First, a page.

Higher Vitamin D Levels Linked to Improved Colorectal Cancer Survival
News | May 31, 2015 | ASCO 2015 Colorectal Cancer, Colorectal Cancer, ASCO 2015
Increased concentrations of 25-hydroxyvitamin D were associated with significantly improved overall survival rates in a group of patients with metastatic colorectal cancer treated as part of the phase III Cancer and Leukemia Group B (CALGB)/Southwest Oncology Group (SWOG) 80405 trial.
Kimmie Ng, MD, MPH, of Dana-Farber Cancer Institute, presented results from the trial (abstract 3503), which showed a 7-month improvement in median overall survival among patients with the highest quintile of vitamin D concentrations, at the 2015 American Society of Clinical Oncology (ASCO) Annual Meeting held May 29 to June 2 in Chicago.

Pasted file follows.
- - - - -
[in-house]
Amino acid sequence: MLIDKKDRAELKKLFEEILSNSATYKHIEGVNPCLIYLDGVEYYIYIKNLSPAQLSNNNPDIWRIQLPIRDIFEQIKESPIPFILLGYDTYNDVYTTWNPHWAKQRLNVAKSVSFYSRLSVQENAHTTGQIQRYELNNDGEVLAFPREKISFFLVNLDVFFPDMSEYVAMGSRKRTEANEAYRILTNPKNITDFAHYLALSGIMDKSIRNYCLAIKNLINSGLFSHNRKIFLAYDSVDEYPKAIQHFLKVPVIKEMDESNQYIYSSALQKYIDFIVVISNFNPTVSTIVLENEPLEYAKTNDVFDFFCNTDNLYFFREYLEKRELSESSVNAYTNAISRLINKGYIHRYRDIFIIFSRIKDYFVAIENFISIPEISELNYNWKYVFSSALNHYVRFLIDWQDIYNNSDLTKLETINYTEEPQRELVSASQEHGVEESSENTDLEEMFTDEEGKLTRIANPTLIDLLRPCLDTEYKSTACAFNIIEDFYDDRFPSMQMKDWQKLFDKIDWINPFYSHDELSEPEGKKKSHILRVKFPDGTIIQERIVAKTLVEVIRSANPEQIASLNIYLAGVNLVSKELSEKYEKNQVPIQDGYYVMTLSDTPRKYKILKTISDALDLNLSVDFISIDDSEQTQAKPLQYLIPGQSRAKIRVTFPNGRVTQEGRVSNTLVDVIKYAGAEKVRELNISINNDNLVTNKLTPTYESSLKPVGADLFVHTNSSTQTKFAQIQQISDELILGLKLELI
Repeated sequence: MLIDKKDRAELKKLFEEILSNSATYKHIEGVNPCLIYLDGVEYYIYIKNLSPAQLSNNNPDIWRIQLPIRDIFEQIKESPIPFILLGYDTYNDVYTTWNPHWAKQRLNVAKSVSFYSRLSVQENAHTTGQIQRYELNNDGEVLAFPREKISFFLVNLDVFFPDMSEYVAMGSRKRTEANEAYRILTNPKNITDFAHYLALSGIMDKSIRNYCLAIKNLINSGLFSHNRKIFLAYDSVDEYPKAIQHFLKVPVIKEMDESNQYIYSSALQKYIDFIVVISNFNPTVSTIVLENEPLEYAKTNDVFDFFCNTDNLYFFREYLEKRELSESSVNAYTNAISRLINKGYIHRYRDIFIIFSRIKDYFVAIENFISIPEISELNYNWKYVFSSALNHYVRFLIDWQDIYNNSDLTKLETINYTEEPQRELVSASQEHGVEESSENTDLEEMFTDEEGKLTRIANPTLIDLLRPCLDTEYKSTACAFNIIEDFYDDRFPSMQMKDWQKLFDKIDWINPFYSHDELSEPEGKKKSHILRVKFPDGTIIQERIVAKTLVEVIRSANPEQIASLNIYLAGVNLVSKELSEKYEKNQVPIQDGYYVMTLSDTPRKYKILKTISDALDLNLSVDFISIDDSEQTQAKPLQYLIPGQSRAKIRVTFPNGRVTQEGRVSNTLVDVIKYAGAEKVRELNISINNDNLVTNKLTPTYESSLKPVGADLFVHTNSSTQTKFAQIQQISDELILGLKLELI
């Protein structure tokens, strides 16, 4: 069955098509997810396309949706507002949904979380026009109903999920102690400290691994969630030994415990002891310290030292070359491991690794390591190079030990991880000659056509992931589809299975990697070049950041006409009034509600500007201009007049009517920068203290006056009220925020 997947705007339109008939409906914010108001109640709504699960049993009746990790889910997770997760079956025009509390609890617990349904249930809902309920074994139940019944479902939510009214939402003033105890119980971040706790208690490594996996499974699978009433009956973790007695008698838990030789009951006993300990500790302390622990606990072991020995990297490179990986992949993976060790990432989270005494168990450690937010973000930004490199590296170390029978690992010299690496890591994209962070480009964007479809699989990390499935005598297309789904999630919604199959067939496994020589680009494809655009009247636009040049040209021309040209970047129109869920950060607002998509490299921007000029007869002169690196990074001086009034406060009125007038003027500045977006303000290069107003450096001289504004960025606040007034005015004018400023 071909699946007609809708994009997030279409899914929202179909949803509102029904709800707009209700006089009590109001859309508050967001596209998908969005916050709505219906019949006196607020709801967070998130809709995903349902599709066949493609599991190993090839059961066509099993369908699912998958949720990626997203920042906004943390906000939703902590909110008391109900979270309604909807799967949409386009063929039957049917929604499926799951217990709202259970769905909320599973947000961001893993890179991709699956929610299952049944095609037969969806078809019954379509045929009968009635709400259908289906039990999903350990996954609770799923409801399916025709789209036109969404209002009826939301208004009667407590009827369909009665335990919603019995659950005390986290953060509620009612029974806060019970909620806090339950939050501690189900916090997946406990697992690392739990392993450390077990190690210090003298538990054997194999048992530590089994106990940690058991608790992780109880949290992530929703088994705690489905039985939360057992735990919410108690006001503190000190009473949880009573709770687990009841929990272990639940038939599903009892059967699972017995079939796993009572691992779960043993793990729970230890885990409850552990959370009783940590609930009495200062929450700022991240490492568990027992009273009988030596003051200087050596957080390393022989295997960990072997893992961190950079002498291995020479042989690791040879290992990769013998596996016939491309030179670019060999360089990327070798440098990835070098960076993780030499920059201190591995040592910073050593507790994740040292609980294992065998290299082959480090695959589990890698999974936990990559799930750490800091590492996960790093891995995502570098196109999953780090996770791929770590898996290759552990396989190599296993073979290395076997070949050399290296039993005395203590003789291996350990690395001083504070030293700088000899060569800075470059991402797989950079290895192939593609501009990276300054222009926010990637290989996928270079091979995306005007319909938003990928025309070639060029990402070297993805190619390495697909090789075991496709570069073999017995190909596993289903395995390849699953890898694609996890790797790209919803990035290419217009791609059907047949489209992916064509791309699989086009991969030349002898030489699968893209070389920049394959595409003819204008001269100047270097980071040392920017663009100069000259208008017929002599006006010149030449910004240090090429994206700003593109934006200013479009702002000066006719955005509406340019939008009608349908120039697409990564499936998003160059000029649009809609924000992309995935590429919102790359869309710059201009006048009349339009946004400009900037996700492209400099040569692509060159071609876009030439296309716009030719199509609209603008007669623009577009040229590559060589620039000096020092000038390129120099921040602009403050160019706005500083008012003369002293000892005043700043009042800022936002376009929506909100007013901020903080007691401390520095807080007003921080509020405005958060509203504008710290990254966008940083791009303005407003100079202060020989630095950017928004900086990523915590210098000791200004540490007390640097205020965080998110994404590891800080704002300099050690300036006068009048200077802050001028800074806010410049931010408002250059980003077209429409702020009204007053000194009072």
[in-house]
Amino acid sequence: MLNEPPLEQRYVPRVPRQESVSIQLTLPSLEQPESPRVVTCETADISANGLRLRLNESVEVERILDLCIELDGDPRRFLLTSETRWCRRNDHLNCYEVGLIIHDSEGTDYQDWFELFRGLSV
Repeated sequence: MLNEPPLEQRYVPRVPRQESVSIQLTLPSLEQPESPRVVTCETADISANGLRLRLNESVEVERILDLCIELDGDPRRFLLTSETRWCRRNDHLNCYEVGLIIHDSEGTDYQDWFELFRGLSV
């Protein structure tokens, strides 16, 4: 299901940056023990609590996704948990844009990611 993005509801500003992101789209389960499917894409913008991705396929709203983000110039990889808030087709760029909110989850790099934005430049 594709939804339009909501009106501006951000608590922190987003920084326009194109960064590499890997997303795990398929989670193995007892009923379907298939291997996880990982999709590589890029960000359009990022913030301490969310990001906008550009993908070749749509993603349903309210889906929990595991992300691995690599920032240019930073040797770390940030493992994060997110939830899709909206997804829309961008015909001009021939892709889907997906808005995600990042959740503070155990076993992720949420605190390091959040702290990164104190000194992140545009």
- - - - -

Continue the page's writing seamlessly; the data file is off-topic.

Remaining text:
“Higher vitamin D levels were associated with a significantly improved overall and progression-free survival, and this association persisted across all subgroups examined and even after adjusting for multiple prognostic factors,” Ng said. “A phase II randomized trial to evaluate the impact of vitamin D in conjunction with chemotherapy is currently ongoing.”
According to Ng, previous research has shown that vitamin D inhibits cell proliferation and angiogenesis and induces cell differentiation and apoptosis, as well as having anti-inflammatory effects.
See more at: http://www.cancernetwork.com/asco-2015- ... r-survival
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